where trainingFilename and testFilename are the names of the training set and test set files, respectively. mode is an integer from 0 to 3, controlling what the program will output. When mode is 0 or 1, there are only two arguments, mode and trainFilename; when the mode is 2 the third argument is testFilename; when mode is 3, the third argument is K, the number of folds used for cross validation. The output for these four modes should be:

Prints the number of documents for each label in the training set
Prints the number of words for each label in the training set
For each instance in test set, prints a line displaying the predicted class and the log probabilities for both classes

Prints the accuracy score for K-fold cross validation

In order to facilitate debugging, we are providing sample training set and test set files called train.txt and test.txt in the zip file. In addition, we are providing the correct output for each of the four modes based on these two datasets, in the files mode0.txt, …, mode3.txt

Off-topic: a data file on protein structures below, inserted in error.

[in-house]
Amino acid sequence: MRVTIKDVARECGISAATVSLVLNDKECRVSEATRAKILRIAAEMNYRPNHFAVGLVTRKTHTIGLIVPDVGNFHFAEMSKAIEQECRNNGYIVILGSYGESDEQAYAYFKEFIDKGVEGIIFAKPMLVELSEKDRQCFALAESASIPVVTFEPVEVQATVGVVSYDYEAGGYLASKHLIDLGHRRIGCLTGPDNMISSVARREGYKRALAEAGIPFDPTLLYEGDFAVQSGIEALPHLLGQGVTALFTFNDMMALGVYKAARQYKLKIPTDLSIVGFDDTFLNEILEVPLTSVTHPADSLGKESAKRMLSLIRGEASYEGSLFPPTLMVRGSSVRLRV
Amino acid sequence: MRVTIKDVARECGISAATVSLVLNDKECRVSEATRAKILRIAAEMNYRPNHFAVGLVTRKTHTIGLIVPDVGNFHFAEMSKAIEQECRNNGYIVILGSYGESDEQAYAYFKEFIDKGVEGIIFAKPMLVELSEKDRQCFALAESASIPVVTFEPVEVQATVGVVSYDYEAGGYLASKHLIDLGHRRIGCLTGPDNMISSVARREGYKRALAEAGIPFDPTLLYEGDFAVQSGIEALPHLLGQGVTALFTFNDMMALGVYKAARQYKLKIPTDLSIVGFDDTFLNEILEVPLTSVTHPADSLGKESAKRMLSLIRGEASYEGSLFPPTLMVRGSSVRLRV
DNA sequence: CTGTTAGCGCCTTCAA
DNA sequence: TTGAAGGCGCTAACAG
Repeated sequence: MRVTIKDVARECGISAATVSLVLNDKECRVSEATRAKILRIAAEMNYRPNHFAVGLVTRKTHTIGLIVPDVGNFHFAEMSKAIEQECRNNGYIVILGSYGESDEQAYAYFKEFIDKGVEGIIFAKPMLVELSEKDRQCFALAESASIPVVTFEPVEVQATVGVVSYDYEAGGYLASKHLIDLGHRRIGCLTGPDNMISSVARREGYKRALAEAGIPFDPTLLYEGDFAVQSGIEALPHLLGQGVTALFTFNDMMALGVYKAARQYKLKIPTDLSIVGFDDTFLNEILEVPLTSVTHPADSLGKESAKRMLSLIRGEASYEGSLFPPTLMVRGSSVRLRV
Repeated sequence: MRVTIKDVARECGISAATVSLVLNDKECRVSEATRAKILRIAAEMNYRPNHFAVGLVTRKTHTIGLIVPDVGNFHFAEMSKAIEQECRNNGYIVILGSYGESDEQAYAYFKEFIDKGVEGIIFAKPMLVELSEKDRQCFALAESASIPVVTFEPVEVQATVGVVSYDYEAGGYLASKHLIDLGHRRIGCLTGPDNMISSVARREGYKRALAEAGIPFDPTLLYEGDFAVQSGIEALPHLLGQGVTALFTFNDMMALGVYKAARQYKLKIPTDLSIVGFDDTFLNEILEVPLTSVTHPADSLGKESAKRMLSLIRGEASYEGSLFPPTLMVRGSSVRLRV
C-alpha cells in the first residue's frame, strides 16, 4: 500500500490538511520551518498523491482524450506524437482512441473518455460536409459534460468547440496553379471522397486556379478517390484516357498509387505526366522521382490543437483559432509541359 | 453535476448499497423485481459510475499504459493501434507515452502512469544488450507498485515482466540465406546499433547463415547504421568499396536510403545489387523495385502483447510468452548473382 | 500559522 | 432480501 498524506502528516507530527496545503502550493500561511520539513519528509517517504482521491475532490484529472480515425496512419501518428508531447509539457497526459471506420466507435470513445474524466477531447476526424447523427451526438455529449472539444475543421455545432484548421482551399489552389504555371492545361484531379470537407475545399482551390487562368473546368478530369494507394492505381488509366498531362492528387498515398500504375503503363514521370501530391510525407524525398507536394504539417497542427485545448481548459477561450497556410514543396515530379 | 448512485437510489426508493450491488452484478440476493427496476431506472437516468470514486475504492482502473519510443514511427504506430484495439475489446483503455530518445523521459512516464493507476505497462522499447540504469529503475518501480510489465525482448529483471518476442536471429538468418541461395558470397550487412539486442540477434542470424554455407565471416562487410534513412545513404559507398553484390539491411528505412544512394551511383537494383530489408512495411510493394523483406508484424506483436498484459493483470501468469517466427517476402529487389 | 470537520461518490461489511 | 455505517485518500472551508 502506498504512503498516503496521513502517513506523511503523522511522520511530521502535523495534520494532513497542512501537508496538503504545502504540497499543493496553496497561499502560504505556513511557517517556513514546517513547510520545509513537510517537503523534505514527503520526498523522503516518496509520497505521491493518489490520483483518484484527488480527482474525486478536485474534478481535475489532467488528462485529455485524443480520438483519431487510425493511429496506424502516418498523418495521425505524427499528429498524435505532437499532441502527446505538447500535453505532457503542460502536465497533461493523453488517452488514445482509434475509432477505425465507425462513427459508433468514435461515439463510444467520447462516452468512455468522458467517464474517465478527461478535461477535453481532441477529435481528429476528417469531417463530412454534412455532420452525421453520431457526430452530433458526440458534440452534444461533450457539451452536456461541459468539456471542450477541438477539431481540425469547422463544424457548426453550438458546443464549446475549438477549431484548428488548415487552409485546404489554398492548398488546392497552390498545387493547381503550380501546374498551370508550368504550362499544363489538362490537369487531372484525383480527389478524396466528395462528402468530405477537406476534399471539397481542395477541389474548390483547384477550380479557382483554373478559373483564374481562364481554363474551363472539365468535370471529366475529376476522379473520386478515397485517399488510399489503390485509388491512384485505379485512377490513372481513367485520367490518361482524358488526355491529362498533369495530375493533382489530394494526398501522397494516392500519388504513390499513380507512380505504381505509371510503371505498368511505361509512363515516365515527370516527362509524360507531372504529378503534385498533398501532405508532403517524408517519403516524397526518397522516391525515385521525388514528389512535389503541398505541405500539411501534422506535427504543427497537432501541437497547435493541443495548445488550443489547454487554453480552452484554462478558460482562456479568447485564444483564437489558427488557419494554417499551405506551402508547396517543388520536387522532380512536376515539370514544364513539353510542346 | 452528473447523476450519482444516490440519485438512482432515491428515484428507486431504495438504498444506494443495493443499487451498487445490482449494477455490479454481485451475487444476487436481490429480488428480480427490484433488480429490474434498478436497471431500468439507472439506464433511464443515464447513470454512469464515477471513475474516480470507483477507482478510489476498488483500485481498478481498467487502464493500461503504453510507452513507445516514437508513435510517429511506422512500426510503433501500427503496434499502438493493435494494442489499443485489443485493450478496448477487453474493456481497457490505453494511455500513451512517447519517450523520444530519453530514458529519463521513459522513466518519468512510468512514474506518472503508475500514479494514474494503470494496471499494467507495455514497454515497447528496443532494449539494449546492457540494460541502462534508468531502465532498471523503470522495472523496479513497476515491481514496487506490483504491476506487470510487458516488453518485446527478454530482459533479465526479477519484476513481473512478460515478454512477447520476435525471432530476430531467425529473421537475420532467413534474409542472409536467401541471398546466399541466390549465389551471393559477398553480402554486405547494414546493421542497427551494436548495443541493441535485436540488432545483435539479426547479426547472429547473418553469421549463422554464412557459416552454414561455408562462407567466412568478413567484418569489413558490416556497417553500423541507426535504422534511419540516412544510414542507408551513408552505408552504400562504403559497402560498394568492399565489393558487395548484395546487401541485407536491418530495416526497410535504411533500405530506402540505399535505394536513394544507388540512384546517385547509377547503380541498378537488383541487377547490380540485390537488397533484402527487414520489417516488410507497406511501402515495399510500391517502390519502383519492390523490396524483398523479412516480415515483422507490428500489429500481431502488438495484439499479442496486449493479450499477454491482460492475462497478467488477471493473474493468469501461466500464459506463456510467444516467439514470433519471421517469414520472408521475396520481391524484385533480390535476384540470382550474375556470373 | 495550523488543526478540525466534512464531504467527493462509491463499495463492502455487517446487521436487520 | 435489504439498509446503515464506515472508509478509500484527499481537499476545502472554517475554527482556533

For example, the command

java SentimentAnalysis 2 train.txt test.txt

should train the classifier using the data in train.txt and print the predicted class for every review in test.txt

The command

java SentimentAnalysis 3 train.txt 5 should perform 5-fold cross-validation on train.txt


CS 540 Fall 2019

You are not responsible for handling parsing of the training and test sets, creating the classifier, or printing the results on the console. We have written the main class SentimentAnalysis for you, which will load the data and pass it to the method you are implementing. Do NOT modify any IO code.

As part of our testing process, we will unzip the file you submit, remove any class files, call javac *.java to compile your code, and then call the main method SentimentAnalysis with parameters of our choosing. Make sure your code runs and terminates in less than 20 seconds for each provided test case on the computers in the department because we will conduct our tests on these computers.


Hand in your modified versions of NaiveBayesClassifier.java and CrossValidation.java. Also submit any additional helper .java files required to run your program (including the provided ones in the skeleton). Do not submit any other files including the data files (i.e., no .class or .txt files). All the .java files should be zipped as <wiscNetID-HW5-P3.zip for submission to Canvas.